I consider myself an expert because I’ve been screamed at and cursed out by tens of thousands of people when their gadget breaks. I’m told I should expect this in my job, but in all honesty, it’s disgraceful when an adult has a complete and utter temper tantrum because their toy broke. This is the mark that the gadget has made you lose sight of not just decency and but reality.

When you call someone incompetent or a loser or threatens to have them fired or burn down their office, you have crossed the line from upset to down right mean, possibly unstable. And yes, this happens a lot.

I get it, you love your Chipmunk and you worked hard for your Chipmunk. It comes down to the idea that if you can no longer function as a rational person and are so stressed and anxious because you are constantly worried about your Chipmunk breaking or being stolen or losing it, then that’s a sign that an item in your life is no longer bringing value or joy but worry and stress.

It’s time to set the Chipmunk free.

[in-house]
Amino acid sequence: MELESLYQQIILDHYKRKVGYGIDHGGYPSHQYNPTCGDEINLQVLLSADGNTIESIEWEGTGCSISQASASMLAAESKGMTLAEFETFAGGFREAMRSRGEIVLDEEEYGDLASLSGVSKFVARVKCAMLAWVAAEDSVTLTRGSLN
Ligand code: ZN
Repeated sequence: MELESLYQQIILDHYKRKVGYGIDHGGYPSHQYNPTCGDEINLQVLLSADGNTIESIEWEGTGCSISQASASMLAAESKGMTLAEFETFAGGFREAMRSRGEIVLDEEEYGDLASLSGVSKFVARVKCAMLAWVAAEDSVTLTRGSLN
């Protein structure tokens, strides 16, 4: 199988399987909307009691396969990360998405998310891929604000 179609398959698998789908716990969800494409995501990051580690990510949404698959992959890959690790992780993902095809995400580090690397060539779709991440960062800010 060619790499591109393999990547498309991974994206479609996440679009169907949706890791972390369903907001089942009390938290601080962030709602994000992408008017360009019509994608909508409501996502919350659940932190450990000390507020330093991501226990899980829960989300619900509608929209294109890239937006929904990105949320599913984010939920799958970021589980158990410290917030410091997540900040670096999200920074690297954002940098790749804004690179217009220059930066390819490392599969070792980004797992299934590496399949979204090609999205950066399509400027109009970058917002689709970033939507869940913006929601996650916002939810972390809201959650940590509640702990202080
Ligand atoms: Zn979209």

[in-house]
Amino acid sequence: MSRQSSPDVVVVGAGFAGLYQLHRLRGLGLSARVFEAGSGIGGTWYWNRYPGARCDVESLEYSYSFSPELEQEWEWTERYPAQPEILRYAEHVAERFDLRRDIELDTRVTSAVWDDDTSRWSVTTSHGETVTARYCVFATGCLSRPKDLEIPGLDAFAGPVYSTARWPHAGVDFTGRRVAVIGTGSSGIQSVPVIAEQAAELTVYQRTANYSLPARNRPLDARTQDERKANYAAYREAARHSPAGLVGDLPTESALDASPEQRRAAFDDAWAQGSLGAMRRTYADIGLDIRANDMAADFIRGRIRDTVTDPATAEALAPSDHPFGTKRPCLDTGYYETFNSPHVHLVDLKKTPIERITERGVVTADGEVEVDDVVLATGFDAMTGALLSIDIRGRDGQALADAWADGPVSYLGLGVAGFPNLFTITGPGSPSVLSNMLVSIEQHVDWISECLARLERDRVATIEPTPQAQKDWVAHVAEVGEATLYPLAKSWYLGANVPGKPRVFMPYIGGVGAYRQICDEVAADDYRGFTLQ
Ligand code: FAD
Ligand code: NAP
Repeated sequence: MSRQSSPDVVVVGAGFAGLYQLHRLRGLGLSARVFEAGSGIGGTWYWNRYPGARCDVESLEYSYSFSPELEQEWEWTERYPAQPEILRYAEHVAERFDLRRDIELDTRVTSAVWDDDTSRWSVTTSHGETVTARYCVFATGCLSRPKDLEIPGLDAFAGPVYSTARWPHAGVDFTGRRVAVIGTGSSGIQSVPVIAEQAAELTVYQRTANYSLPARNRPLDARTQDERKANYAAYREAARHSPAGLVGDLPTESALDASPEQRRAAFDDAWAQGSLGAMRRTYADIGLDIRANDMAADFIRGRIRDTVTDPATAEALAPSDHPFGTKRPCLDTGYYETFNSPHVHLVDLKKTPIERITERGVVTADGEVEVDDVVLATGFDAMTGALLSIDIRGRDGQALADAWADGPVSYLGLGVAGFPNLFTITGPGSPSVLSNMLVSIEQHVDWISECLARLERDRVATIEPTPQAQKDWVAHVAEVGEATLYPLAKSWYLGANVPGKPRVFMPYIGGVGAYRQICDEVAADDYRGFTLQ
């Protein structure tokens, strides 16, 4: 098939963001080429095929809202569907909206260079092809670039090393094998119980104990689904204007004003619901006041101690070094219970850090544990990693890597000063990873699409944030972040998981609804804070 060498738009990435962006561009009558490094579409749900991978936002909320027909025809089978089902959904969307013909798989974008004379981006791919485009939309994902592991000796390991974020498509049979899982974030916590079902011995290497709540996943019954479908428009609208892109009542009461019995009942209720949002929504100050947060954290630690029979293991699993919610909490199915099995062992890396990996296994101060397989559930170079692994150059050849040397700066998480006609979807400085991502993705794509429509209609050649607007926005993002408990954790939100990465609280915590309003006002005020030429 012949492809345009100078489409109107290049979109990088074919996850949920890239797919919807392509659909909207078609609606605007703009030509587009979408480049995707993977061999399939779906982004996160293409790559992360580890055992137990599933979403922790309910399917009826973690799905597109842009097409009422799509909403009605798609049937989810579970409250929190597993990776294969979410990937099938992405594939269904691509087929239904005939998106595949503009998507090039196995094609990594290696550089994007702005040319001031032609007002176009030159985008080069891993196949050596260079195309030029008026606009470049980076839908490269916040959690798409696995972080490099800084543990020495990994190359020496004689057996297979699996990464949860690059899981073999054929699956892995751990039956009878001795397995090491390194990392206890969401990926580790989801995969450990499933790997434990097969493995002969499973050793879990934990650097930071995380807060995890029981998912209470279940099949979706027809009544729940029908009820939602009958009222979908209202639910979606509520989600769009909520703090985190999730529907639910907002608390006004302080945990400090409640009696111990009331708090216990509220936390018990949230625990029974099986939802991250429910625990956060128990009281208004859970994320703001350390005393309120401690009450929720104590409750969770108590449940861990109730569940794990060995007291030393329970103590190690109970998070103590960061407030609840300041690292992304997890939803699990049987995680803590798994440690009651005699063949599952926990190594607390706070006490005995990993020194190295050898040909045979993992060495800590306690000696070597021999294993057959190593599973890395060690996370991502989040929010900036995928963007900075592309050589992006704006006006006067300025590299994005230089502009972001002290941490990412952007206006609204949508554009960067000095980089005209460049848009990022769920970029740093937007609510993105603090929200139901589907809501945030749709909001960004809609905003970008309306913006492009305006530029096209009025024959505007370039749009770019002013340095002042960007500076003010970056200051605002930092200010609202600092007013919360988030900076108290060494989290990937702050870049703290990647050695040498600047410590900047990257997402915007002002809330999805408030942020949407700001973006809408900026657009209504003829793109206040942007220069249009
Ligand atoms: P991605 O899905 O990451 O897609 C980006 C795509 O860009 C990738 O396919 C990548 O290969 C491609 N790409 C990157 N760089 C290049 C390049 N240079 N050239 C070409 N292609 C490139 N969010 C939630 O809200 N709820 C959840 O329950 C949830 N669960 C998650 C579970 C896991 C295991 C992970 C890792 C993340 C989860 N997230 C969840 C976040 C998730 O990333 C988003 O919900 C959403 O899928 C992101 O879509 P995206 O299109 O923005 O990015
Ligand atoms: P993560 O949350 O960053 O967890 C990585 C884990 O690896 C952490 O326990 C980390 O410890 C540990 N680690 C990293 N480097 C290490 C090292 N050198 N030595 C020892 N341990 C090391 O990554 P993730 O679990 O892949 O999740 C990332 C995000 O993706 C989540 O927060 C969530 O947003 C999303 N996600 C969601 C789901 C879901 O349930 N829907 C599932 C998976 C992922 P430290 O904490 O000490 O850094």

The Story of a Couch

buying-a-housej2This is the story about the minimalist (that’s me) who needed wanted a couch.

I suck at shopping. Really, really, really suck at shopping. Most of the time the decision is made for me when it comes to rampant consumerism. I just don’t have room for anything. With only about 200 square feet of living space, one must conserve. No, the answer is not more living space. The answer is to live comfortably, but efficiently. A tricky balance for sure!

Buying stuff is remarkably easy now thanks to the inter-web but also incredibly difficult if you are prone to decision paralysis which I am a fully fledged sufferer.